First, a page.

I was giddy with excitement when I found out about VIB’s birthday (you have to admit that’s pretty cool, to find on the day of, that it is in fact that day!). It turns out that tax records, which are cited for house building date at time of sale, are often wrong.
And you wouldn’t believe how easy it is to find out when the original permit was issued (well at least if your house is inside the District). All you have to do is go to the Washingtoniana room on the third floor of the MLK Library in Penn Quarter, give your address to one of the librarians and they will pull the information– square, lot, and permit number, date, builder, architect, and owner. You can also look up the original application to build and permits on microfiche.
VIB builder/owner was Ray E. Middaugh, architect: Thos. M Haislip. The original permits carry more information, such as type of heating — our house had latrobes. (upd: thanks crin, for sending this very informative article on latrobe stoves — now if i see one, i just may have to purchase it :)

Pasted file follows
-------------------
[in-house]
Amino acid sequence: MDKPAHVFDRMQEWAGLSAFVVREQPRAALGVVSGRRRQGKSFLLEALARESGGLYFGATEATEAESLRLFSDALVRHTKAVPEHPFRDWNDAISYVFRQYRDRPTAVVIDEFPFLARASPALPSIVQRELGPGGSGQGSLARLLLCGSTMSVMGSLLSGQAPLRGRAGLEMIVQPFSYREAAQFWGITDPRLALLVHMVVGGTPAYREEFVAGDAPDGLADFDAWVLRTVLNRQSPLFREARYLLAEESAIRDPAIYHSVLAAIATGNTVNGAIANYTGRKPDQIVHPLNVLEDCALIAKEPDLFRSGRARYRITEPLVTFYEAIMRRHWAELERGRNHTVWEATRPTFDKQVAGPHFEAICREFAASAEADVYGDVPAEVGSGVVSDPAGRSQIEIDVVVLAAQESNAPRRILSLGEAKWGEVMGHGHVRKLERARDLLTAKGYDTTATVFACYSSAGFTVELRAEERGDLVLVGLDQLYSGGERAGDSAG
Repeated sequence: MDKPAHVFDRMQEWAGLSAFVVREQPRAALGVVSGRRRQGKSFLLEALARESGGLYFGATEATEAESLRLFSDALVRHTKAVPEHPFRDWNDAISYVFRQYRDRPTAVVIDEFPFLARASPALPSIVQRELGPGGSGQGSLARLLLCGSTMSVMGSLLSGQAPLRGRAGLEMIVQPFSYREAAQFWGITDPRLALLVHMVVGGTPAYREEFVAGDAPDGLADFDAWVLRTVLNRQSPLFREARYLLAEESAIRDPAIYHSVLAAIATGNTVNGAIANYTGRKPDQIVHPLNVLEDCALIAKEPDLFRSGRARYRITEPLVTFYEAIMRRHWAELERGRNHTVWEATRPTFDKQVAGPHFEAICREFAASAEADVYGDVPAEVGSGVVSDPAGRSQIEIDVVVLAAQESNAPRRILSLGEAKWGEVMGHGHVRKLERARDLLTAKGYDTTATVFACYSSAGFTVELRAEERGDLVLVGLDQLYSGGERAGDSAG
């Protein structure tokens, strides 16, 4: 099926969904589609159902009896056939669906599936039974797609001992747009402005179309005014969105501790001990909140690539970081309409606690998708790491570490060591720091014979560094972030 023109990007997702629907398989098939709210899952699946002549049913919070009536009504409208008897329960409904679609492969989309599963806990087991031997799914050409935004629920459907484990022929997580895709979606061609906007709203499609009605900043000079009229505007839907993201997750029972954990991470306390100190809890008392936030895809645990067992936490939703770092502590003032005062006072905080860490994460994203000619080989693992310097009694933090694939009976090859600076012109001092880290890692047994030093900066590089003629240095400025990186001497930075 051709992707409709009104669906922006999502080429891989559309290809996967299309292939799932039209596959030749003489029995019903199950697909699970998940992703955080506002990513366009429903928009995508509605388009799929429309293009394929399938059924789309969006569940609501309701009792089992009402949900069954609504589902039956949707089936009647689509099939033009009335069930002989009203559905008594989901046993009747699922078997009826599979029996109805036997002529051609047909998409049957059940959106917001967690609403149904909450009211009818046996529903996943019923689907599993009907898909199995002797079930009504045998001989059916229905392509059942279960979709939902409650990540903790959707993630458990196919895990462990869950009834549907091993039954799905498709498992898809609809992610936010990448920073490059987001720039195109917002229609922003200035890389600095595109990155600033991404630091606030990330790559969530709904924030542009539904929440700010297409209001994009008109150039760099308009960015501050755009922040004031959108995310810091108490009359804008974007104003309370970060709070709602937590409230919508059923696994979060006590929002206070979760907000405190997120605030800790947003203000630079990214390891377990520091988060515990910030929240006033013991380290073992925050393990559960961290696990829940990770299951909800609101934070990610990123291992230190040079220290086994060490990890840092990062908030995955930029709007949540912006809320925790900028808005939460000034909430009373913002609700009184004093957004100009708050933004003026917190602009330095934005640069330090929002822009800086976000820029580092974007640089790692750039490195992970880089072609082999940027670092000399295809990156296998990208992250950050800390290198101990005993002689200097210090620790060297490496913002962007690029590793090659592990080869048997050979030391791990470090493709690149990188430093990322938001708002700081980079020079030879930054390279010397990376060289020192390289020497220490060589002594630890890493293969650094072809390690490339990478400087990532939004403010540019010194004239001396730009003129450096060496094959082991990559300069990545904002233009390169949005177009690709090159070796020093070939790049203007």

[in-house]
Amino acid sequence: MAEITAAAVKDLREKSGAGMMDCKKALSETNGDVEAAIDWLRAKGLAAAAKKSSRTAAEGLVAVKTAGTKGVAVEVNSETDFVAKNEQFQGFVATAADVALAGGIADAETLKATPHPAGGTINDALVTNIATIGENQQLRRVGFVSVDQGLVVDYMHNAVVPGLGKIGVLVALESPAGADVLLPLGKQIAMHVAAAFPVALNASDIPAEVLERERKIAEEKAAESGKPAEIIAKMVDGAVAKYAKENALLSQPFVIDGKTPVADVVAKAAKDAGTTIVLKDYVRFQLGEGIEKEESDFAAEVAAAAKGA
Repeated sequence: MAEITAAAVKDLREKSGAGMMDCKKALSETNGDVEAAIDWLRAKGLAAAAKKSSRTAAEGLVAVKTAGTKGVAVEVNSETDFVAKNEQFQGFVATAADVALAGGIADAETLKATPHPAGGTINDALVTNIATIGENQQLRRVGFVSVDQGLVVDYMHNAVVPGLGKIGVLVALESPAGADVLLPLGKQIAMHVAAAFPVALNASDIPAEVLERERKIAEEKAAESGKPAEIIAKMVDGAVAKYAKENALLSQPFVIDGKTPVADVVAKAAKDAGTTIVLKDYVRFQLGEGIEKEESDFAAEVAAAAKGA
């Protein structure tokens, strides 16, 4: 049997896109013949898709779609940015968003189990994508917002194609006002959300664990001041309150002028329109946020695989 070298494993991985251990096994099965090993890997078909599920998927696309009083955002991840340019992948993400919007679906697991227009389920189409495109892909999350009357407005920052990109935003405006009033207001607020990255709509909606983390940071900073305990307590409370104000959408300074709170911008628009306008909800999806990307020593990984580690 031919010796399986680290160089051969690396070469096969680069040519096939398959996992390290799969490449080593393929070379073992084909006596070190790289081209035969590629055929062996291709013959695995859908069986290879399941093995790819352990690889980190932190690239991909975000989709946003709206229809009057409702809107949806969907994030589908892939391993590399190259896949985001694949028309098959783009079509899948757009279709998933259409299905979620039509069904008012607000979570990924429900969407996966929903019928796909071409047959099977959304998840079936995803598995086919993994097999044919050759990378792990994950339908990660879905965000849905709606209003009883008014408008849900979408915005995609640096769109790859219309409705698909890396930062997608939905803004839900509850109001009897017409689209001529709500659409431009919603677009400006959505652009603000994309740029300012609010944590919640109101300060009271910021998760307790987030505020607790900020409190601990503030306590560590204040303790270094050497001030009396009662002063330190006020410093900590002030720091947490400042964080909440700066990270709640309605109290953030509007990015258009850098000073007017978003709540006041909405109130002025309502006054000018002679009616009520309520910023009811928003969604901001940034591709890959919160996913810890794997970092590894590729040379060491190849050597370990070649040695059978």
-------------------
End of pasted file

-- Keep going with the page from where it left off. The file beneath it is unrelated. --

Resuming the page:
My originals included a note at the end indicating that more permits are located at the National Archives in College Park, MD, so I will be making a trip. There are also a ton of different ways to research owners and occupants of a house, which I think would be awesome to know about, especially living in a 100+ year old house in a city like D.C.
For those of you who may be curious to find out more about your house history, I would definitely suggest looking into the Humanities Council. I am trying to get a handout that was passed out at the Symposium, and if I do, I will definitely post it. In the meantime, they also promised a video of the Symposium on their youtube channel, so that should be also very helpful. Brian Kraft, who did the workshop on putting together the house history — and amazingly digitized the DC Building Permits Database — also offers these seminars through the Washingtoniana on the regular basis.